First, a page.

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In python you can easily loop through a sequence (list, generator etc) and collect the index of the iteration at the same time thanks to enumerate(seq) like this :

>>> for (i,item) in enumerate(["toto","titi","tutu"]):
...     print i, item
...
0 toto
1 titi
2 tutu

Is there something similar for IEnumerable, that would, for instance, transform a IEnumerable<T> in a IEnumerable<Tuple<Int32,T>> ?

(I know it would be easily done thanks to the correct function in Select() .. but if it exists, I'd rather use it :) )

UPDATE FYI, I am curious about this kind of possibility to be able to do something like : "give me the index of the last item that fulfils this condition", which would then be accomplished through :

myEnumeration.First(t => some condition on t.Item2 ... ).Item1;
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3 Answers

up vote 3 down vote accepted

Instead of using a Tuple<,> (which is a class) you can use a KeyValuePair<,> which is a struct. This will avoid memory allocations when enumerated (not that they are very expensive, but still).

public static IEnumerable<KeyValuePair<int, T>> Enumerate<T>(this IEnumerable<T> items) {
    return items.Select((item, key) => new KeyValuePair(key, item));
}
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thanks, this is actually what I am using right now, but it feels a bit awkward (specially when written in VB.NET ... but what code involving generics in VB.NET looks nice ? ) –  tsimbalar Sep 12 '11 at 14:30
    
to illustrate : Dim lastAccountDiscountIndex = availableDiscounts.Select(Function(d, i) New KeyValuePair(Of GlobalDiscountDefaultValue, Int32)(d, i)) _ .Last(Function(kvp) kvp.Key.Source.Type = GlobalDiscountSourceType.QuotationAccount) _ .Value –  tsimbalar Sep 12 '11 at 14:32
1  
Well, don't use VB.NET then ;) - I know that this isn't very constructive, but VB.NET has major syntax shortcomings IMHO in generics. BTW, as of .NET 4, the _ line combining character is no longer required in all cases, you should be able to at least drop those. –  Lucero Sep 12 '11 at 14:43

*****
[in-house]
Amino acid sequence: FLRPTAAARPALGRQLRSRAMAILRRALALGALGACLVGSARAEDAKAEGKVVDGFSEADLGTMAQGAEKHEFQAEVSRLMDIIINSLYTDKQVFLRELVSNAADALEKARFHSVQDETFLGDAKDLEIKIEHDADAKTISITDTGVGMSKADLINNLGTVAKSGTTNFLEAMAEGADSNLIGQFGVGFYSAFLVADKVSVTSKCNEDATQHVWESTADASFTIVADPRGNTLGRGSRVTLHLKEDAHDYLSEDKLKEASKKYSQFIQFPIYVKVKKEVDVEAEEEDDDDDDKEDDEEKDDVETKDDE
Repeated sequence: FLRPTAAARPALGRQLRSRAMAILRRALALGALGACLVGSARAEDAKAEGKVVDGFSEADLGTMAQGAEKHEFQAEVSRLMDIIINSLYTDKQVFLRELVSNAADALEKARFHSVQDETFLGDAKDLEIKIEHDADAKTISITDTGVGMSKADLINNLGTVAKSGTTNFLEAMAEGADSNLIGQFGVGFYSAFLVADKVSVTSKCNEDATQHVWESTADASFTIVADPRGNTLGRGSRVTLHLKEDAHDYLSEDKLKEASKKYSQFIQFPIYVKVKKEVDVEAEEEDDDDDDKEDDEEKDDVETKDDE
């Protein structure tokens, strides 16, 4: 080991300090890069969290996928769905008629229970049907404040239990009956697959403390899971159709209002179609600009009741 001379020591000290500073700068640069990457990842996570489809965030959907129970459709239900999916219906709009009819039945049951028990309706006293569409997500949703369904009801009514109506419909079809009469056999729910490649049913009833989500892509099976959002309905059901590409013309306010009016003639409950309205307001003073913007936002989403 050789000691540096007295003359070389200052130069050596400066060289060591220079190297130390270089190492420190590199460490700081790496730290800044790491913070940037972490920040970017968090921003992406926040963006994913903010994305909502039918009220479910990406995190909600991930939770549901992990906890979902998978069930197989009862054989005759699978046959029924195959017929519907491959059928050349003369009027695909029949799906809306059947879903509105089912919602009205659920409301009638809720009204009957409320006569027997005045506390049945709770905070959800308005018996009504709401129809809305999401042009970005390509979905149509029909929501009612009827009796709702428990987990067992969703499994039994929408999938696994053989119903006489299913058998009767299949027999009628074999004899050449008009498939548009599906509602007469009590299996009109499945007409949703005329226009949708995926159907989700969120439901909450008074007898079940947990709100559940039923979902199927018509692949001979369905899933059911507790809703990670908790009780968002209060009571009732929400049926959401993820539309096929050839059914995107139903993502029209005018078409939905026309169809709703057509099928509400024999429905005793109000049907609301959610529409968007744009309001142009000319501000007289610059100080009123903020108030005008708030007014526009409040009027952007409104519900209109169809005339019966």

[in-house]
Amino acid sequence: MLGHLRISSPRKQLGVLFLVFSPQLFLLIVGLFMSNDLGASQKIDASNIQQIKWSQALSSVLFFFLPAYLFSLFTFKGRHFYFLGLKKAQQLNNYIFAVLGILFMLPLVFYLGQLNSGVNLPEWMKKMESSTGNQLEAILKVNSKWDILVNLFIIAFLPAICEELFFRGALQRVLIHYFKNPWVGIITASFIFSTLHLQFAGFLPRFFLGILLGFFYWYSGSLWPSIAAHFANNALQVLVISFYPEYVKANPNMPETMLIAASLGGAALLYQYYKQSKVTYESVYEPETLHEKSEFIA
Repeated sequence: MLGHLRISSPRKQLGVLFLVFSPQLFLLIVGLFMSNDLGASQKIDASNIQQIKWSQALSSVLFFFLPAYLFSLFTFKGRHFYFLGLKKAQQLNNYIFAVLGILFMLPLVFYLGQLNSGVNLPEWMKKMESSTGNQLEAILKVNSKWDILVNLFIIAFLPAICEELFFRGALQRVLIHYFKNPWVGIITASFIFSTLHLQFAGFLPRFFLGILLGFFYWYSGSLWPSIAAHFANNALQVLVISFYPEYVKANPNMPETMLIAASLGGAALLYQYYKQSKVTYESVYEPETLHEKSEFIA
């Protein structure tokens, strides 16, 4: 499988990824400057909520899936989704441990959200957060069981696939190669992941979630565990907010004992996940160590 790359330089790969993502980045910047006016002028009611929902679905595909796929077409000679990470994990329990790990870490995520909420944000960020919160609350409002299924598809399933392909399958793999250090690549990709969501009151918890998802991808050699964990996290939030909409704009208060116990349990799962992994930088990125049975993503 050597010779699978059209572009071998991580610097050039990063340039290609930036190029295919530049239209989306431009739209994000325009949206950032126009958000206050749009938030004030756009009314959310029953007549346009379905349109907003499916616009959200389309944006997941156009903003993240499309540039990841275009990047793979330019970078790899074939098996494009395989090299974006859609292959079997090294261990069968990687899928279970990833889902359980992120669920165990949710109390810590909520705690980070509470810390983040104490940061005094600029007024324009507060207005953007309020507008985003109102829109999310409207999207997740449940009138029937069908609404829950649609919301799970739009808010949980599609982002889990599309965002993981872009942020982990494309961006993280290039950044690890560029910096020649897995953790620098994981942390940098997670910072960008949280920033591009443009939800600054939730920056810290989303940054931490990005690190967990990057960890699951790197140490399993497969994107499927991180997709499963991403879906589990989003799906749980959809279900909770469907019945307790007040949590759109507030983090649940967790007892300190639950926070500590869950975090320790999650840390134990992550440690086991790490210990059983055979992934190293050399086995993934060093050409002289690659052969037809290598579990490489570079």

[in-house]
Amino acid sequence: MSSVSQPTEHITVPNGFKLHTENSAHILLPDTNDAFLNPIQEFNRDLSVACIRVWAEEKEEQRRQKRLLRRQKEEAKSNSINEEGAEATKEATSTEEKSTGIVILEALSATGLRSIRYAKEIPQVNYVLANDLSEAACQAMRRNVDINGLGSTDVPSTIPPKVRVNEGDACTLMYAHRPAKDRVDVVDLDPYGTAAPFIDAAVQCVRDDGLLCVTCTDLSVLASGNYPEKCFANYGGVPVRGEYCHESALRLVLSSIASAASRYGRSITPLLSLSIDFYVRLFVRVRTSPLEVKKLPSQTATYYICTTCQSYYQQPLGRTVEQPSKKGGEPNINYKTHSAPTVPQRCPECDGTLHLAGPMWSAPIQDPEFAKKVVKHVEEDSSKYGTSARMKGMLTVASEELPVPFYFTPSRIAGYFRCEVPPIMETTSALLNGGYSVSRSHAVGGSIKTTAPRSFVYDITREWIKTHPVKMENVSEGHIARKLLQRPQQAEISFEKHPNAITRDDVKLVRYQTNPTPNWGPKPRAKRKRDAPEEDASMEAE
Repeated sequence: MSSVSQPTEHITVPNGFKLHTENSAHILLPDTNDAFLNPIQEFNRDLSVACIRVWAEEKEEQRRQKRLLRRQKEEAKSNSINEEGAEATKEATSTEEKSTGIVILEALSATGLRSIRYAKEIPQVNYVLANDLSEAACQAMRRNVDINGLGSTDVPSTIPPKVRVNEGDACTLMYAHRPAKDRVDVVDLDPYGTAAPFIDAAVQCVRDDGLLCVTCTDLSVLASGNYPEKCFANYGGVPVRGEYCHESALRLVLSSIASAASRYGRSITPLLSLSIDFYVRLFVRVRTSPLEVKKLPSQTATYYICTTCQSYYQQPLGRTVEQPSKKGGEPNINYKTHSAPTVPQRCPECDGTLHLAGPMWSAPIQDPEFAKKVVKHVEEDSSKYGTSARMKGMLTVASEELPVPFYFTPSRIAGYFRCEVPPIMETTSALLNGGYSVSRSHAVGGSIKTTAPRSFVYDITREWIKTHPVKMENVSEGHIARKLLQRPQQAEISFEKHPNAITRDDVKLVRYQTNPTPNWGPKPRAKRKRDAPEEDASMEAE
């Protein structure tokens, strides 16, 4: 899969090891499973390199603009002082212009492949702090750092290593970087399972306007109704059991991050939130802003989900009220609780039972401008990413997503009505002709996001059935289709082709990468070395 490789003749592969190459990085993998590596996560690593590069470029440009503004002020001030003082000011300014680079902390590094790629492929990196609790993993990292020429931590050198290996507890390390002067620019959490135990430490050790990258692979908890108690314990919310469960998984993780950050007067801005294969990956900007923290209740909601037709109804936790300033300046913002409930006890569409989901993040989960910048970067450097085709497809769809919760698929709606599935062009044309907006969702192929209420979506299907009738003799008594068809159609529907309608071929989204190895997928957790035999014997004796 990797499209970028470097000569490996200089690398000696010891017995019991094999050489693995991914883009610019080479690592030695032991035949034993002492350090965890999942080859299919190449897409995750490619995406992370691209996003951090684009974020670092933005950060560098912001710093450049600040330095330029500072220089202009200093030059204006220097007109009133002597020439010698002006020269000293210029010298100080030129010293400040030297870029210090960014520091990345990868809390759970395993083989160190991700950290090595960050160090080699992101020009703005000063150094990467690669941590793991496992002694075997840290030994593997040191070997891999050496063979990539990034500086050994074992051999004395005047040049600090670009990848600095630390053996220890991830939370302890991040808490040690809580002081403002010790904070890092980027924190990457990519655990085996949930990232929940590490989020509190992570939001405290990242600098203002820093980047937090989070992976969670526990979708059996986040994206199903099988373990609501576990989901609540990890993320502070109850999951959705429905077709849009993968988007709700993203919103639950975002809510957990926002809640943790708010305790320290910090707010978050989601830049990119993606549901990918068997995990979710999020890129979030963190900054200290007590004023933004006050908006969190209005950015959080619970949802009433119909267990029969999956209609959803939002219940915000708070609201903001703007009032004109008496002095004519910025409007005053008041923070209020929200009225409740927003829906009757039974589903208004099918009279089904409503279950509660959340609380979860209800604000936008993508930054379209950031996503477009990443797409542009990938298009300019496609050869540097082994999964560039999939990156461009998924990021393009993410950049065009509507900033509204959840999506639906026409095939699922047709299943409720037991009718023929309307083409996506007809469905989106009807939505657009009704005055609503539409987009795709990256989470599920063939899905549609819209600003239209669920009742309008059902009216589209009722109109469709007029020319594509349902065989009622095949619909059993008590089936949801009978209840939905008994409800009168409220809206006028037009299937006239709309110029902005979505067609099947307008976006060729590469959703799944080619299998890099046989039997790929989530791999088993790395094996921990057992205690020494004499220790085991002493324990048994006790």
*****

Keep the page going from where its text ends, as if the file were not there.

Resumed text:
I wish I had a choice :'( . Actually I can not drop those underscores in that case . I could if I wanted to keep the dot at the end of each line, and the Method on the following one, but it just looks wrong to me ... –  tsimbalar Sep 12 '11 at 14:48
    
Yeah, I though so (that you didn't have the choice). Anyways, I'd prefer the dot at the end of the line (which is my style anyways g) compared to the continuation character and the dot at the beginning of the line. Sorry for not being more helpful. –  Lucero Sep 12 '11 at 15:00
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As for a specific function that will do what you're asking, I don't know if .NET includes it. The quickest way, however, would just be to do something like this:

int id = 0;
foreach(var elem in someList)
{
    ... doStuff ...
    id++;
}

EDIT: Here is a function that will do as you ask, using yield return, but it has the downside of requiring one GC allocation per iteration:

public static IEnumerable<Tuple<int, T>> Enumerate<T>(IEnumerable<T> list)
{
    int id = 0;
    foreach(var elem in list)
    {
        yield return new Tuple<int, T>(id, elem);
        id++;
    }
}
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+1 for the yield return which, I assume, is the same as returning something in the function in the Select() method. (see my answer below, the incrementing of index is done for you in one of the signatures of Select()) –  tsimbalar Sep 12 '11 at 14:32
    
I'll mark the one with KeyValuePair as the answer because of the struct vs class thing. But thanks for this one :-) –  tsimbalar Sep 12 '11 at 17:13
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Here is my own answer to my own question ...

If it does not exist, I might as well do it like that, without actually writing a for/foreach :

var items = new List<String> { "toto", "titi", "tutu" };

var enumerated = items.Select((x, i) => new Tuple<int, String>(i, x));

foreach (var t in enumerated)
{
    Console.WriteLine(String.Format("{0} : {1}", t.Item1, t.Item2));

}

which prints :

0 : toto
1 : titi
2 : tutu

It's a one-liner ... an ugly one, but a one-liner anyway :)

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